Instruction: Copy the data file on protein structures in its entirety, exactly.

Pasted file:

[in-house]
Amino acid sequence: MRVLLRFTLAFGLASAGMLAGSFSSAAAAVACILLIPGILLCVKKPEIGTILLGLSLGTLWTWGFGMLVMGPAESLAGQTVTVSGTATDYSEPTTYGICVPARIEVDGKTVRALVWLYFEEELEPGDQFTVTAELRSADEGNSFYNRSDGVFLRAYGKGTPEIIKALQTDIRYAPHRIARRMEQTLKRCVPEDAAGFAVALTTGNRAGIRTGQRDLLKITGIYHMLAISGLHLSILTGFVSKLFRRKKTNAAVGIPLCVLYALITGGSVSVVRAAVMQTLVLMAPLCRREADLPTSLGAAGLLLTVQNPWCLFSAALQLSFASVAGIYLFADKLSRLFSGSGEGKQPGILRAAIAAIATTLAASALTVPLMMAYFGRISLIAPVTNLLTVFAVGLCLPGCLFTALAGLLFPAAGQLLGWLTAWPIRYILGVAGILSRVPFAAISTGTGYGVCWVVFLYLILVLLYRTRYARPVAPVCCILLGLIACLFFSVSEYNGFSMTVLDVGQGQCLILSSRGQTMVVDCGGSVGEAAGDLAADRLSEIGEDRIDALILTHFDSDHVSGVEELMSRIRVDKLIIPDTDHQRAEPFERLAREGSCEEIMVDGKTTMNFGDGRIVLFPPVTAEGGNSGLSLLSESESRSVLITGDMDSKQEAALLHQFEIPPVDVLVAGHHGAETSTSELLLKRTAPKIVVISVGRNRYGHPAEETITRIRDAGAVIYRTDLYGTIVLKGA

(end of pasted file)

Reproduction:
[in-house]
Amino acid sequence: MRVLLRFTLAFGLASAGMLAGSFSSAAAAVACILLIPGILLCVKKPEIGTILLGLSLGTLWTWGFGMLVMGPAESLAGQTVTVSGTATDYSEPTTYGICVPARIEVDGKTVRALVWLYFEEELEPGDQFTVTAELRSADEGNSFYNRSDGVFLRAYGKGTPEIIKALQTDIRYAPHRIARRMEQTLKRCVPEDAAGFAVALTTGNRAGIRTGQRDLLKITGIYHMLAISGLHLSILTGFVSKLFRRKKTNAAVGIPLCVLYALITGGSVSVVRAAVMQTLVLMAPLCRREADLPTSLGAAGLLLTVQNPWCLFSAALQLSFASVAGIYLFADKLSRLFSGSGEGKQPGILRAAIAAIATTLAASALTVPLMMAYFGRISLIAPVTNLLTVFAVGLCLPGCLFTALAGLLFPAAGQLLGWLTAWPIRYILGVAGILSRVPFAAISTGTGYGVCWVVFLYLILVLLYRTRYARPVAPVCCILLGLIACLFFSVSEYNGFSMTVLDVGQGQCLILSSRGQTMVVDCGGSVGEAAGDLAADRLSEIGEDRIDALILTHFDSDHVSGVEELMSRIRVDKLIIPDTDHQRAEPFERLAREGSCEEIMVDGKTTMNFGDGRIVLFPPVTAEGGNSGLSLLSESESRSVLITGDMDSKQEAALLHQFEIPPVDVLVAGHHGAETSTSELLLKRTAPKIVVISVGRNRYGHPAEETITRIRDAGAVIYRTDLYGTIVLKGA